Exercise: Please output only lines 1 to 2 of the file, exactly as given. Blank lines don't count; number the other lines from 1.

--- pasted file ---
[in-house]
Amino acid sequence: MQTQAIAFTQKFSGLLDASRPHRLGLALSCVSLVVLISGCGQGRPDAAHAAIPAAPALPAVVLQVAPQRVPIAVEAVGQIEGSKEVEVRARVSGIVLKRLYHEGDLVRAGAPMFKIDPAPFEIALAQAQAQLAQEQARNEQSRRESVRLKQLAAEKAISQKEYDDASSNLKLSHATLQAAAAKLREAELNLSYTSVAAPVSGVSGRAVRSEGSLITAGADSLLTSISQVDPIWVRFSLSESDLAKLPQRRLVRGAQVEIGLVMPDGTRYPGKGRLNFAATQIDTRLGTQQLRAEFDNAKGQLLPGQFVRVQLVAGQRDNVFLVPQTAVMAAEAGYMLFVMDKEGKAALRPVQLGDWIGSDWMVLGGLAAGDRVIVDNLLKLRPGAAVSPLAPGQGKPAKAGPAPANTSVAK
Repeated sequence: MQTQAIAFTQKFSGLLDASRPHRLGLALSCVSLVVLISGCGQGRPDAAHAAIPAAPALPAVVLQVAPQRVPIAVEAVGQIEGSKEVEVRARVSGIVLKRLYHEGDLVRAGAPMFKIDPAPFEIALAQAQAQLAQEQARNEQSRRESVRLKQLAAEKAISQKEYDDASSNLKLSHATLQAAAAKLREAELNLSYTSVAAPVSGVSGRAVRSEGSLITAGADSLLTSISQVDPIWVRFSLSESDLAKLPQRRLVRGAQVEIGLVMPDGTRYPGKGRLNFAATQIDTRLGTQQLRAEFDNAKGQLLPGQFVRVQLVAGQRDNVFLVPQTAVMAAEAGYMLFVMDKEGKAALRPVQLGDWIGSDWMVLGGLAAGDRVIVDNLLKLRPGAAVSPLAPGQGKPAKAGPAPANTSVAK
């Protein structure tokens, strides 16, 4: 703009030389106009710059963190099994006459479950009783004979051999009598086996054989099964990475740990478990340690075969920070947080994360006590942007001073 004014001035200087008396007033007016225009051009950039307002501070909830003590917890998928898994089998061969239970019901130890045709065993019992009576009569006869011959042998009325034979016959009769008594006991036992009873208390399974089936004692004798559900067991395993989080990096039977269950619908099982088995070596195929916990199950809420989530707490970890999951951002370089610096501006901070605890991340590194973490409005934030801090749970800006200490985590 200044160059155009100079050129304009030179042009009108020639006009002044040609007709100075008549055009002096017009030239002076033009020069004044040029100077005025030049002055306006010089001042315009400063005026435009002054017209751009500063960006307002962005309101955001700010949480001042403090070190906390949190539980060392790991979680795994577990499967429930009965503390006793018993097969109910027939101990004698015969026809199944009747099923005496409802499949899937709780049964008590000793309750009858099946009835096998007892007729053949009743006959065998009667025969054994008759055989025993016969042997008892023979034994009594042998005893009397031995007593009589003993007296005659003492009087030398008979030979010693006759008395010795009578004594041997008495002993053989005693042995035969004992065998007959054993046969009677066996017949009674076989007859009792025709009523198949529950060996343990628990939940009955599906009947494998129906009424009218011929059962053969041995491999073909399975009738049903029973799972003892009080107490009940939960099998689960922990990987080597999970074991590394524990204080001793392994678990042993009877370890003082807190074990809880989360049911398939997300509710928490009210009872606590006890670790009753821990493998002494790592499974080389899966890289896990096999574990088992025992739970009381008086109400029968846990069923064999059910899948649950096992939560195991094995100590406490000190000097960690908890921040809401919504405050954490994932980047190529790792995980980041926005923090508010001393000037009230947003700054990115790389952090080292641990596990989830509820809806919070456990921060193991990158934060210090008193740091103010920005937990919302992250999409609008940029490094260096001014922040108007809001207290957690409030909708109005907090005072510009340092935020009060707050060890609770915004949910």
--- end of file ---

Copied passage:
[in-house]
Amino acid sequence: MQTQAIAFTQKFSGLLDASRPHRLGLALSCVSLVVLISGCGQGRPDAAHAAIPAAPALPAVVLQVAPQRVPIAVEAVGQIEGSKEVEVRARVSGIVLKRLYHEGDLVRAGAPMFKIDPAPFEIALAQAQAQLAQEQARNEQSRRESVRLKQLAAEKAISQKEYDDASSNLKLSHATLQAAAAKLREAELNLSYTSVAAPVSGVSGRAVRSEGSLITAGADSLLTSISQVDPIWVRFSLSESDLAKLPQRRLVRGAQVEIGLVMPDGTRYPGKGRLNFAATQIDTRLGTQQLRAEFDNAKGQLLPGQFVRVQLVAGQRDNVFLVPQTAVMAAEAGYMLFVMDKEGKAALRPVQLGDWIGSDWMVLGGLAAGDRVIVDNLLKLRPGAAVSPLAPGQGKPAKAGPAPANTSVAK